So you want to make a big difference in your community? Awesome! But even though your intentions may be good, flawless planning and execution won’t magically fall into place. Community organizing is so much more than simply having a good idea and a noble heart. Here’s some little things to keep in mind if you want to impact the community in a big way.
Flyers are still an option, but you’re going to need to ramp up your social media efforts if you want to really get the word out. “Social networks are beginning to have a bigger role in building community and catalysing neighbourhood co-operation and social action,” writes Rosie Niven for the Guardian. Creating hashtags on Twitter, for instance, encourages a sense of solidarity and shared responsibility that can keep members of the community in the loop 24/7. On the other hand, you can dub social media interaction as the successor of older door-to-door campaigns. When someone logs into Facebook, Google+, or any popular social network, they will be reminded of any upcoming forums or events. It’s constantly in a user’s face without being too overbearing. Not a bad tool to have in your arsenal.
… But Know Your Audience
Now don’t go too overboard here. You’ve got to know your audience, because not all social media is the same. Twitter is great for reminders or crowdsourcing ideas, while Facebook is better geared for longer posts, more formal invitations, and centralized information. If you’re trying to connect with a younger crowd, consider Tumblr, a trendier platform predominantly used by the coveted millennial demographic. To help you decide which network you should be using, Lifehacker has published a handy guide detailing the best uses for each platform.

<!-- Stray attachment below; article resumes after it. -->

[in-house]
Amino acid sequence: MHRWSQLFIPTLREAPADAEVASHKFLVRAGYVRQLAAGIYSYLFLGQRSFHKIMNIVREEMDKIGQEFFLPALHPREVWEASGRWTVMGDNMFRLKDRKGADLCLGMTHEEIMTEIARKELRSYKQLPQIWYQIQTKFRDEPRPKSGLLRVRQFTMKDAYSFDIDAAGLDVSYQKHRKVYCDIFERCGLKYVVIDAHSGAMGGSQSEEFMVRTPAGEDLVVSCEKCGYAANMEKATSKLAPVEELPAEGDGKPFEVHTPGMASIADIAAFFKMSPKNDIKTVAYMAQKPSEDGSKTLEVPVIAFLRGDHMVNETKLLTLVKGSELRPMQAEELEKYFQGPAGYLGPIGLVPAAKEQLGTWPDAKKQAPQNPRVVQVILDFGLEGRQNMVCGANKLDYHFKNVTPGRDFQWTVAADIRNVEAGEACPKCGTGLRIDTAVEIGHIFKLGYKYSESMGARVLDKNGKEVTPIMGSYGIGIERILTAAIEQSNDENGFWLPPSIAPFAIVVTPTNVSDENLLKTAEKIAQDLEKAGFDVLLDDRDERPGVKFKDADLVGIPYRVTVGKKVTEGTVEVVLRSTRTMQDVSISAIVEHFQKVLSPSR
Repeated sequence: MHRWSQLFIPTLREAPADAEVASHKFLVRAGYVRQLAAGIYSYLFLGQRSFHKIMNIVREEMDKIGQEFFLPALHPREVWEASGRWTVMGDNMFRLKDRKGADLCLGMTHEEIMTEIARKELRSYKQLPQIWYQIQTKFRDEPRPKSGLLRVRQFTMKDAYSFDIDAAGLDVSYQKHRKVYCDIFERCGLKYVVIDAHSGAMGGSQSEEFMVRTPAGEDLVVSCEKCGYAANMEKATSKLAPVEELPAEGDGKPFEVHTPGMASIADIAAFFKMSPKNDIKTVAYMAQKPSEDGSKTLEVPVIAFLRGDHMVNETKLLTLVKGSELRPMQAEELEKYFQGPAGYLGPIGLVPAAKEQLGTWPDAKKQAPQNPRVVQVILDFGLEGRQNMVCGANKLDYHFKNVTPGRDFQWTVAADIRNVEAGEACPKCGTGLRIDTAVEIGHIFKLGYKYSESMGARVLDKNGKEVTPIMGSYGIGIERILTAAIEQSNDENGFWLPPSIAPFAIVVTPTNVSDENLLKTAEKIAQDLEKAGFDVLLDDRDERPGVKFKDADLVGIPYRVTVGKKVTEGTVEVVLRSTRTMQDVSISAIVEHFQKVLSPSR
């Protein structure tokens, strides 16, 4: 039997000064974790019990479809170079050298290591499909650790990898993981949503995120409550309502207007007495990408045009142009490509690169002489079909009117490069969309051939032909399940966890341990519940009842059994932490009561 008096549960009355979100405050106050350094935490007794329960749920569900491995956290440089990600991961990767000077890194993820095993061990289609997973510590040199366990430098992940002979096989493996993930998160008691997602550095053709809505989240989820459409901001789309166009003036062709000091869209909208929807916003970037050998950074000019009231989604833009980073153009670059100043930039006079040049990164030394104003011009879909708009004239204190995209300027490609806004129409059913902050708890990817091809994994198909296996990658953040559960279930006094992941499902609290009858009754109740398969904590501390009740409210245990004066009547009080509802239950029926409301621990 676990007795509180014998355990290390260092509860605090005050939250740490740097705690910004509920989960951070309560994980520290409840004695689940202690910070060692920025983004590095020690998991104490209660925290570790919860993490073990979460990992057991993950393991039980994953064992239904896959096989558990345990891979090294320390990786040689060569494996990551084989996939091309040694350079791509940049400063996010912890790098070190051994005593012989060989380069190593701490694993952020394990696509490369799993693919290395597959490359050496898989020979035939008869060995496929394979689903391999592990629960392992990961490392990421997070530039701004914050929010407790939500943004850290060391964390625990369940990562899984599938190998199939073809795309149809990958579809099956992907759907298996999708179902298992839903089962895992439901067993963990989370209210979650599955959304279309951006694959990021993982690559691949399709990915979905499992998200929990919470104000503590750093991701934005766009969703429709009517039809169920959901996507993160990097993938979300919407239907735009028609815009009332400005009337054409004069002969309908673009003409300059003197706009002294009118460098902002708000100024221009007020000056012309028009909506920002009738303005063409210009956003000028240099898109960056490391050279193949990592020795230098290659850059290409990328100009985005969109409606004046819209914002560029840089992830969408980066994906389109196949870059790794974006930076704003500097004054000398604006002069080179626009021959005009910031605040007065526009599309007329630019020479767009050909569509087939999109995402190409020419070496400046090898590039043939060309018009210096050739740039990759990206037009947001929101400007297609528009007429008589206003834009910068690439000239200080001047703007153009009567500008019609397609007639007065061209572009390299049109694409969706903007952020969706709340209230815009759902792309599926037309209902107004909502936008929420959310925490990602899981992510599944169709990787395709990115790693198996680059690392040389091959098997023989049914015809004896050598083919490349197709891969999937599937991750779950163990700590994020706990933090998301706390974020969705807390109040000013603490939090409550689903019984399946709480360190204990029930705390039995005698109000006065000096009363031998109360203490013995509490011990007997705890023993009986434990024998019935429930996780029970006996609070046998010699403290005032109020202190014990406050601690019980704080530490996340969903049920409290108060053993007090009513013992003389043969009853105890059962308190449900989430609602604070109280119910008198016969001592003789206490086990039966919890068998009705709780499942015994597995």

When asking for donations or participation, you should start small– especially when dealing with a new crowd. It’s a lot easier to ask someone for a buck, than it is for $10. Similarly, people will be more amenable to complete small tasks on their own time than to participate in one large event that takes up several hours of the day. It’s all about building trust– start small, and work your way towards your larger goals.
Document the Process
I wouldn’t say not keeping a document is a deal breaker, but it’s definitely a way to make everyone feel included. And with the myriad of options available to you, there’s no reason not to. Be sure to set up profiles on Instagram or Vine, and upload photos and videos of the event to draw a bigger crowd. By updating in real time, you’re keeping a log of the day’s activities and encouraging others to come out to the next one. Live tweeting on Twitter is another great way to keep everyone involved– even those that aren’t there physically can get a look at the action.